Of all tyrannies, a tyranny sincerely exercised for the good of its victims may be the most oppressive. It would be better to live under robber barons than under omnipotent moral busybodies. The robber baron's cruelty may sometimes sleep, his cupidity may at some point be satiated; but those who torment us for our own good will torment us without end for they do so with the approval of their own conscience.
--C.S. Lewis--

Tuesday, June 9, 2009

Man Oh Man

The Ultimate Man's Survival Guide is now available online or at fine retailers near you. Divided into seven sections entitled: survivor, provider, athlete, hero, romantic, cultured man, and philosopher; the book teaches you everything from how to set a dislocated joint to picking out a good bottle of wine.

The author, Frank Miniter, was interviewed over at National Review, and made a very thoughtful comment that I wanted to share. When asked by NRO Editor Kathryn Lopez, "Does a man have to run with bulls in Pamplona to be 'manly'?" he responded as follows. "Of course not, but he does have to find a path to manhood. Cultures used to have rites of passage, physical tests of skill and courage boys had to pass to become men. Today we have ages instead of feats — when you’re 18 years old you can smoke, 21 you can drink — which are earned by living, not doing. This is why we have to search for our own hurdles to prove ourselves and thereby learn what we’re capable of and what we’re not. Learning our physical limitations is critical to becoming men, because when a man is faced with a real crisis — a car accident, someone attacking another, an injury — he has to have the skills and understanding of his strengths and weaknesses in order to keep his bearings and be the hero of the moment."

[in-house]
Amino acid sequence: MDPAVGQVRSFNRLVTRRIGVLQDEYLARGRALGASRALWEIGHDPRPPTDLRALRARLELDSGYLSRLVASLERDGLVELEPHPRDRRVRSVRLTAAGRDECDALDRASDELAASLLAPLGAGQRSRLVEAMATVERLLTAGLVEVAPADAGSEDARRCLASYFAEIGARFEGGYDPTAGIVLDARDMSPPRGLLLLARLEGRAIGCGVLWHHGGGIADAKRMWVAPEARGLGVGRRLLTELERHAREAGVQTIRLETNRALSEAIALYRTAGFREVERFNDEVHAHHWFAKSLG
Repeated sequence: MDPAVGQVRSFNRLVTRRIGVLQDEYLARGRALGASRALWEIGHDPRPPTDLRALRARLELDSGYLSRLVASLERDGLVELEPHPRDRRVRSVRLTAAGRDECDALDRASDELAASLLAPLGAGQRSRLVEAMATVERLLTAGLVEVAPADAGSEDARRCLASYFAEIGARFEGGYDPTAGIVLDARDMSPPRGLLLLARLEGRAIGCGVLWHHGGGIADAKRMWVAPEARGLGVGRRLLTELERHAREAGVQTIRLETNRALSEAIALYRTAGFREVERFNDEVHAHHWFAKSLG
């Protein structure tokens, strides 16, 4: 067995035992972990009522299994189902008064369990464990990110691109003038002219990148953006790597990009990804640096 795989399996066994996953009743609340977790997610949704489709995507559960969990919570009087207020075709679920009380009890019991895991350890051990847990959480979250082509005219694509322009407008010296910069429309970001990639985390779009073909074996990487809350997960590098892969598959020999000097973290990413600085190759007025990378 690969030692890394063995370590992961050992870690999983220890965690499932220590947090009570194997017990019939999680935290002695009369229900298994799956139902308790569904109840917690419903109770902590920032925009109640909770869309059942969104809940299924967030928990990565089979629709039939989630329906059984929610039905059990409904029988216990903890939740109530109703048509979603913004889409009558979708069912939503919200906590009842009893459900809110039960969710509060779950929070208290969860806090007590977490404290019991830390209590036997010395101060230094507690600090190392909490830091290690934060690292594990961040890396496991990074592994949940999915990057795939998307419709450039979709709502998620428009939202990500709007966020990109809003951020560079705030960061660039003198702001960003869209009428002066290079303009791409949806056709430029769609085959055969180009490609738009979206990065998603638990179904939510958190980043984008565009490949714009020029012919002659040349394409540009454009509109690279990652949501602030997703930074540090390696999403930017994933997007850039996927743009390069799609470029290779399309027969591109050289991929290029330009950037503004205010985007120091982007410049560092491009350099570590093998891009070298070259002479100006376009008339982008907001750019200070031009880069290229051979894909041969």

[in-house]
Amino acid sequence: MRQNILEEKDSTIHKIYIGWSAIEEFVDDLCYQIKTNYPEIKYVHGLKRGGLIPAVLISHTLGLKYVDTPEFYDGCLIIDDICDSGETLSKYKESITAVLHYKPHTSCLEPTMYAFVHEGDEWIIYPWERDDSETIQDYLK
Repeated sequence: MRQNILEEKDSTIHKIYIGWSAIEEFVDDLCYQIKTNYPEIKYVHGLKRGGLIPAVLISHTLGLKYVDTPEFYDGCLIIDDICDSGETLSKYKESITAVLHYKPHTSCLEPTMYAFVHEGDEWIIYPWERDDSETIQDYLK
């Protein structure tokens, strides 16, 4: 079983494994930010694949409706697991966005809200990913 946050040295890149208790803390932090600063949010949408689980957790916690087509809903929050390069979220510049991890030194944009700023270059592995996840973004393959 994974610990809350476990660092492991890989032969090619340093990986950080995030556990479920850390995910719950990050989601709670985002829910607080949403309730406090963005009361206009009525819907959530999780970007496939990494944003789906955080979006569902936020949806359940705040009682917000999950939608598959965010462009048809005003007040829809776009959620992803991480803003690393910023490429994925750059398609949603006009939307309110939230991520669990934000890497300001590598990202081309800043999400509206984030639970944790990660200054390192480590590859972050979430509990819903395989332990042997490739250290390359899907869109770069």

A lot of ink has been spilled about the slow death of masculinity in American culture, and I think that he hits on an important idea here. In the book Wild at Heart, John Eldredge makes the point that manhood is bestowed. Previous cultures had rites of passage, and even in America, you became a man in the eyes of the larger community by taking on certain responsibilities. Marriage, providing for a family, purchasing property, or serving in the military all combined to take the place of more primitive rituals. As these pieces of adulthood have been slowly dismantled (people marry far later because premarital sex and cohabitation obviate the need for marriage, children can be avoided with birth control, and dependants will be cared for by the state), society has no means left by which to determine manhood other than age.

The attack on manliness is undoubtedly in part an active one, as little boys are told to never fight, sit still, ignore their distinct nature, etc and older men are told that they offer nothing special to society while they see their gender ridiculed in the media. However, a big part of the problem is simple neglect. When men don't have manhood bestowed, they look for it in exaggerated caricatures of what they imagine manliness should be. Hence they seek affirmation through reckless sexual behavior, financial success at the expense of all else, drinking, etc. Society, especially among Christians who affirm a Biblical view of manhood and womanhood, needs to begin looking for ways to channel young men back into healthy paths to true manhood. Maybe learning to fight a bear while discussing the Epicurean ideal of the good life isn't such a bad place to start.